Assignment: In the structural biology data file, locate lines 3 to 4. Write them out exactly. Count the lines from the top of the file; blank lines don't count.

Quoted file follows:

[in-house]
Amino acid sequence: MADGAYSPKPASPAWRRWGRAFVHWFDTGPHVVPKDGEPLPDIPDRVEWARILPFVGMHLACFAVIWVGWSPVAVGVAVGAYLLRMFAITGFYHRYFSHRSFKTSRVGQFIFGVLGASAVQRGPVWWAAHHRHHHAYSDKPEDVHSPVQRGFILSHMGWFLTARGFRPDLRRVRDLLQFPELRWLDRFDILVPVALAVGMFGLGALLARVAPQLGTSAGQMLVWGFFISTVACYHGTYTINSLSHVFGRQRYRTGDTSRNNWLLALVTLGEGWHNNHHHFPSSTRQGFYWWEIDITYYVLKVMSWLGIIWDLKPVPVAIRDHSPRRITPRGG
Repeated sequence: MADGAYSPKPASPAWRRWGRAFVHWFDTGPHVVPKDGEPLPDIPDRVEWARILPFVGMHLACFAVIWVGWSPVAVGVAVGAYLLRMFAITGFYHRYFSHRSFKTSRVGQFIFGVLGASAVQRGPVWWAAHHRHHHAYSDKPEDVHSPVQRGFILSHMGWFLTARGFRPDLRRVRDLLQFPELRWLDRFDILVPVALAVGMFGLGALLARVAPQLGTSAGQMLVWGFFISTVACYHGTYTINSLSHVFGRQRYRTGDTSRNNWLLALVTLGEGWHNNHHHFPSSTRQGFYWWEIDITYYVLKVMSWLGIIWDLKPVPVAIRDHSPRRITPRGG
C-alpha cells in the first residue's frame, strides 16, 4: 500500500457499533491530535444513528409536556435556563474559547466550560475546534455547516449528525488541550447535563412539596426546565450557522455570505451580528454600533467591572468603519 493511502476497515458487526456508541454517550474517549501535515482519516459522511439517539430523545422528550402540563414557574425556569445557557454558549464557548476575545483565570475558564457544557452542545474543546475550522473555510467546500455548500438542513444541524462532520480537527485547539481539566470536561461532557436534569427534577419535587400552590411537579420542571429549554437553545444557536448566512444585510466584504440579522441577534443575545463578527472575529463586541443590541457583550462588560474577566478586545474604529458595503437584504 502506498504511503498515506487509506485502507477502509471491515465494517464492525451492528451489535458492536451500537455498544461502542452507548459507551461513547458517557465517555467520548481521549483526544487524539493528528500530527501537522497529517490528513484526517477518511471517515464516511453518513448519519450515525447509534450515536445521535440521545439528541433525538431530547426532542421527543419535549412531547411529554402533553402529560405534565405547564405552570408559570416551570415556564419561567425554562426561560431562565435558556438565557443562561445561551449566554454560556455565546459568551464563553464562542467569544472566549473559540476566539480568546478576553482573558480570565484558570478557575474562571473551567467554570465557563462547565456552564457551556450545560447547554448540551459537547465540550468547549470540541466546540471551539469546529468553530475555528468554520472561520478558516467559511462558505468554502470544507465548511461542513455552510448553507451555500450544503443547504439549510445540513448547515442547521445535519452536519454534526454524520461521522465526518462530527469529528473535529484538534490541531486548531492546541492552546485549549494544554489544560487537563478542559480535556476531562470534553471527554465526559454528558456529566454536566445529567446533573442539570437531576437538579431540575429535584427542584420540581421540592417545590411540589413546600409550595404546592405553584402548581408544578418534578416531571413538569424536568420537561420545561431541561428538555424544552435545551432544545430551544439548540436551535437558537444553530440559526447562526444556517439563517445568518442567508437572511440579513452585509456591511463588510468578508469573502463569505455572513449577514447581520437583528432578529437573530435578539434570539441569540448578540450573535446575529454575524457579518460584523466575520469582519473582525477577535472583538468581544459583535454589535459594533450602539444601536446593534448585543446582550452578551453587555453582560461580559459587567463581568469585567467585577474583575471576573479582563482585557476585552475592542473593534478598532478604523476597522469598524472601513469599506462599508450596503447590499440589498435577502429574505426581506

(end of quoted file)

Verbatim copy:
Repeated sequence: MADGAYSPKPASPAWRRWGRAFVHWFDTGPHVVPKDGEPLPDIPDRVEWARILPFVGMHLACFAVIWVGWSPVAVGVAVGAYLLRMFAITGFYHRYFSHRSFKTSRVGQFIFGVLGASAVQRGPVWWAAHHRHHHAYSDKPEDVHSPVQRGFILSHMGWFLTARGFRPDLRRVRDLLQFPELRWLDRFDILVPVALAVGMFGLGALLARVAPQLGTSAGQMLVWGFFISTVACYHGTYTINSLSHVFGRQRYRTGDTSRNNWLLALVTLGEGWHNNHHHFPSSTRQGFYWWEIDITYYVLKVMSWLGIIWDLKPVPVAIRDHSPRRITPRGG
C-alpha cells in the first residue's frame, strides 16, 4: 500500500457499533491530535444513528409536556435556563474559547466550560475546534455547516449528525488541550447535563412539596426546565450557522455570505451580528454600533467591572468603519 493511502476497515458487526456508541454517550474517549501535515482519516459522511439517539430523545422528550402540563414557574425556569445557557454558549464557548476575545483565570475558564457544557452542545474543546475550522473555510467546500455548500438542513444541524462532520480537527485547539481539566470536561461532557436534569427534577419535587400552590411537579420542571429549554437553545444557536448566512444585510466584504440579522441577534443575545463578527472575529463586541443590541457583550462588560474577566478586545474604529458595503437584504 502506498504511503498515506487509506485502507477502509471491515465494517464492525451492528451489535458492536451500537455498544461502542452507548459507551461513547458517557465517555467520548481521549483526544487524539493528528500530527501537522497529517490528513484526517477518511471517515464516511453518513448519519450515525447509534450515536445521535440521545439528541433525538431530547426532542421527543419535549412531547411529554402533553402529560405534565405547564405552570408559570416551570415556564419561567425554562426561560431562565435558556438565557443562561445561551449566554454560556455565546459568551464563553464562542467569544472566549473559540476566539480568546478576553482573558480570565484558570478557575474562571473551567467554570465557563462547565456552564457551556450545560447547554448540551459537547465540550468547549470540541466546540471551539469546529468553530475555528468554520472561520478558516467559511462558505468554502470544507465548511461542513455552510448553507451555500450544503443547504439549510445540513448547515442547521445535519452536519454534526454524520461521522465526518462530527469529528473535529484538534490541531486548531492546541492552546485549549494544554489544560487537563478542559480535556476531562470534553471527554465526559454528558456529566454536566445529567446533573442539570437531576437538579431540575429535584427542584420540581421540592417545590411540589413546600409550595404546592405553584402548581408544578418534578416531571413538569424536568420537561420545561431541561428538555424544552435545551432544545430551544439548540436551535437558537444553530440559526447562526444556517439563517445568518442567508437572511440579513452585509456591511463588510468578508469573502463569505455572513449577514447581520437583528432578529437573530435578539434570539441569540448578540450573535446575529454575524457579518460584523466575520469582519473582525477577535472583538468581544459583535454589535459594533450602539444601536446593534448585543446582550452578551453587555453582560461580559459587567463581568469585567467585577474583575471576573479582563482585557476585552475592542473593534478598532478604523476597522469598524472601513469599506462599508450596503447590499440589498435577502429574505426581506